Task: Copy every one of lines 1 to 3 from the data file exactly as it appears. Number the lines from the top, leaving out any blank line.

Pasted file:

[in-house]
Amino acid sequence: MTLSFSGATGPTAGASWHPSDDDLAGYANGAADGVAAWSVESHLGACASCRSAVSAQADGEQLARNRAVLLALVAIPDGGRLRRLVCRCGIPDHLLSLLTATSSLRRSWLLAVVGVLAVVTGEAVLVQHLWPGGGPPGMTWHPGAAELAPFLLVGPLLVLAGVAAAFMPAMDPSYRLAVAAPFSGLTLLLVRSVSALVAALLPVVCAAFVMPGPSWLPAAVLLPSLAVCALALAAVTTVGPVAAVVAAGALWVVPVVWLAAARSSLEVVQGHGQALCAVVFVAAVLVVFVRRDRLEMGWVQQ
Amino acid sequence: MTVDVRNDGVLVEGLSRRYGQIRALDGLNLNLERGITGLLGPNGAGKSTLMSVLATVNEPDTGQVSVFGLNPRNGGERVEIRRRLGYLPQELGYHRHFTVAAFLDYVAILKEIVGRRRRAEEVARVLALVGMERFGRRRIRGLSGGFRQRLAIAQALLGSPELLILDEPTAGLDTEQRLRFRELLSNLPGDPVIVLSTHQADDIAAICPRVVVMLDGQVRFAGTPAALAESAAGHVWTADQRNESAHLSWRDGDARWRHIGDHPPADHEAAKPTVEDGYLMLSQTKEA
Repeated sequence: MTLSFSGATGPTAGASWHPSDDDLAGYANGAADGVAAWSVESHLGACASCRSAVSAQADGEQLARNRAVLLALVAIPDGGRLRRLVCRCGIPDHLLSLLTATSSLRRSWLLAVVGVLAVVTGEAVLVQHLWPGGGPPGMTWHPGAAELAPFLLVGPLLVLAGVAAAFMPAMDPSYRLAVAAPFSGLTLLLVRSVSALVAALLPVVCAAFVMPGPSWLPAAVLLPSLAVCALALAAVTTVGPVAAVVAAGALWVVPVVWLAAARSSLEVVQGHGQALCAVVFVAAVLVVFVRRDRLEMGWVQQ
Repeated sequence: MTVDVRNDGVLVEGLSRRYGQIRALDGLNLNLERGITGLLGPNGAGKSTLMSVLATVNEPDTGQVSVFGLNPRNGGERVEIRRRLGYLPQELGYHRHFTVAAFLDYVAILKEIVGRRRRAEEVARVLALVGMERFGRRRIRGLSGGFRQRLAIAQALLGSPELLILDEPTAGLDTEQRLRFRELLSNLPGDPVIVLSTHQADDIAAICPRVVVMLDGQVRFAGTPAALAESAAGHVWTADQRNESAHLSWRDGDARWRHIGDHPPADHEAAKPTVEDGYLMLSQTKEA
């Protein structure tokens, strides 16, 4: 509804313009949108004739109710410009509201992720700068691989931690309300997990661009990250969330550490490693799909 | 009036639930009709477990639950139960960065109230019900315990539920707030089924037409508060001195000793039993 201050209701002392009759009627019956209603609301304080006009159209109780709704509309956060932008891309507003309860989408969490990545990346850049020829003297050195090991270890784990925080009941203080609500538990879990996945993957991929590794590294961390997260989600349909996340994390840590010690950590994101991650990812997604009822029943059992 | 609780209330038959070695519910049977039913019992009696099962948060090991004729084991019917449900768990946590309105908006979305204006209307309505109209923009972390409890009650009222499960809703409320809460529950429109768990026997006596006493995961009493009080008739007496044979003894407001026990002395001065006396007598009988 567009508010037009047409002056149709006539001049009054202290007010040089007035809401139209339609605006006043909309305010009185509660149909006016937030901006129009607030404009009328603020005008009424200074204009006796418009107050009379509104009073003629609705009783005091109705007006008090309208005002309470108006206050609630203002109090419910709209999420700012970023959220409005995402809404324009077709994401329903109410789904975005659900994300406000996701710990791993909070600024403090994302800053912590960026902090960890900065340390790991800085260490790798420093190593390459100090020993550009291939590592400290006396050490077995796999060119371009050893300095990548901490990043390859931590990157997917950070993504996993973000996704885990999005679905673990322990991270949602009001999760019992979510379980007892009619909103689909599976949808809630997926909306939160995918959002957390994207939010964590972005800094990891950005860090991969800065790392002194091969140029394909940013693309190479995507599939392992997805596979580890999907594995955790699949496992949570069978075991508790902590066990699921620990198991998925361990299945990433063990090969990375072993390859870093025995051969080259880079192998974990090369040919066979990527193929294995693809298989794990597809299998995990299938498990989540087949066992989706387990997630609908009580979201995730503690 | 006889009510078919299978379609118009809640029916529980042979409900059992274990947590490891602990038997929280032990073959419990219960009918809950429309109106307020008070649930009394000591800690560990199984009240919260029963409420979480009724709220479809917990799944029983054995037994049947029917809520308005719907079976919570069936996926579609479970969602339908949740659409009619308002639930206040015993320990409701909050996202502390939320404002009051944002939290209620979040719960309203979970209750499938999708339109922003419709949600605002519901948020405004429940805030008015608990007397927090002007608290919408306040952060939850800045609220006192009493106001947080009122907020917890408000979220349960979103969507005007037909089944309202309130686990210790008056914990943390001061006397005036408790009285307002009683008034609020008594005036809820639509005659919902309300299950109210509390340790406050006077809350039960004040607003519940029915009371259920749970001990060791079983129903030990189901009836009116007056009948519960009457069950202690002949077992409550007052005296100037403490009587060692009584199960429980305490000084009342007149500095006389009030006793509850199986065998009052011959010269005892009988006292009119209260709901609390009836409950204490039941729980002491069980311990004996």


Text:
[in-house]
Amino acid sequence: MTLSFSGATGPTAGASWHPSDDDLAGYANGAADGVAAWSVESHLGACASCRSAVSAQADGEQLARNRAVLLALVAIPDGGRLRRLVCRCGIPDHLLSLLTATSSLRRSWLLAVVGVLAVVTGEAVLVQHLWPGGGPPGMTWHPGAAELAPFLLVGPLLVLAGVAAAFMPAMDPSYRLAVAAPFSGLTLLLVRSVSALVAALLPVVCAAFVMPGPSWLPAAVLLPSLAVCALALAAVTTVGPVAAVVAAGALWVVPVVWLAAARSSLEVVQGHGQALCAVVFVAAVLVVFVRRDRLEMGWVQQ
Amino acid sequence: MTVDVRNDGVLVEGLSRRYGQIRALDGLNLNLERGITGLLGPNGAGKSTLMSVLATVNEPDTGQVSVFGLNPRNGGERVEIRRRLGYLPQELGYHRHFTVAAFLDYVAILKEIVGRRRRAEEVARVLALVGMERFGRRRIRGLSGGFRQRLAIAQALLGSPELLILDEPTAGLDTEQRLRFRELLSNLPGDPVIVLSTHQADDIAAICPRVVVMLDGQVRFAGTPAALAESAAGHVWTADQRNESAHLSWRDGDARWRHIGDHPPADHEAAKPTVEDGYLMLSQTKEA